Biden administration may give automakers more time to shift to EVs

The Biden administration plans to loosen the limits on tailpipe emissions proposed last year by the Environmental Protection Agency (EPA), giving automakers more time before they’ll be required to sell significantly more electric vehicles than gas-powered cars, The New York Times reported this weekend. Under the proposed regulations laid out by the EPA, EVs would have to account for 67 percent of new car and light-duty truck sales by 2032.
Rather than forcing manufacturers to start ramping up EV sales right away, the changes would allow them to make the shift more gradually through the remainder of the 2020s, sources told the NYT. After 2030, though, EV sales would need to drastically increase. Automakers have argued that the current cost of electric vehicles and the lack of charging infrastructure stand in the way of hitting such extreme targets as those proposed by the EPA. Last year, just 7.6 percent of new cars sold in the US were EVs, per NYT.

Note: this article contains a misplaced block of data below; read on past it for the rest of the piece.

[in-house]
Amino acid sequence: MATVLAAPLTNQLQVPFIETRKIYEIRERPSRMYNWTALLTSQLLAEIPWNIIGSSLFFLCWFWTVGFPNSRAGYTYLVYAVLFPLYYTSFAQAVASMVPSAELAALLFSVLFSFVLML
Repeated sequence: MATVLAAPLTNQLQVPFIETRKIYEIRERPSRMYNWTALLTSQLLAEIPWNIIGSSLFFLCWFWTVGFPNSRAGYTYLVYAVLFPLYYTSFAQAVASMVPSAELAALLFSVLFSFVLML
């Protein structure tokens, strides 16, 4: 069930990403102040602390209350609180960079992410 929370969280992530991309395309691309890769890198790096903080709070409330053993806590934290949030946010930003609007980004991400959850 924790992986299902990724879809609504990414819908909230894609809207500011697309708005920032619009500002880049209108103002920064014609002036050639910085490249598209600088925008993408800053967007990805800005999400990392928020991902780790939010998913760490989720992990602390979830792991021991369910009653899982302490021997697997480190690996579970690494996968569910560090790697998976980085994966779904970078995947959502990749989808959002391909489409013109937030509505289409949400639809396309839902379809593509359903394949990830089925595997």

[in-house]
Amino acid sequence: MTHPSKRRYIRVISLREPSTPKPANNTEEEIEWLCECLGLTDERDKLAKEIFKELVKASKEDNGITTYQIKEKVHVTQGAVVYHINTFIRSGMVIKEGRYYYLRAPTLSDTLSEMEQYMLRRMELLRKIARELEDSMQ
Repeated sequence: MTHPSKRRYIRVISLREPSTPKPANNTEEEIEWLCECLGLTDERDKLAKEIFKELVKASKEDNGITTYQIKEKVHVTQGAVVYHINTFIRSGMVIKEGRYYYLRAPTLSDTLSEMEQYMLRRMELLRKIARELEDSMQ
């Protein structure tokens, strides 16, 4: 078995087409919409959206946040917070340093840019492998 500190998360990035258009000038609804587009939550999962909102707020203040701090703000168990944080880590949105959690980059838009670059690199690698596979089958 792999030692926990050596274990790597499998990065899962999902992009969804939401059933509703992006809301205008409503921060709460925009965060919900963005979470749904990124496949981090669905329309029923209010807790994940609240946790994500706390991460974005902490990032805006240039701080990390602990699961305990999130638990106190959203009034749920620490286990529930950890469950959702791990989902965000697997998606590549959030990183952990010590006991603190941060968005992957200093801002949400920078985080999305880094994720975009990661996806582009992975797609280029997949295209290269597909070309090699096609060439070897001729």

The revision is likely a move in part to appease labor unions, which represent a demographic seen as a key area of support for Biden and have expressed a need for more time to unionize new EV plants among other concerns, according to NYT. The rules are not yet finalized, but are expected to be published in the spring.This article originally appeared on Engadget at https://www.engadget.com/biden-administration-may-give-automakers-more-time-to-shift-to-evs-215625805.html?src=rss

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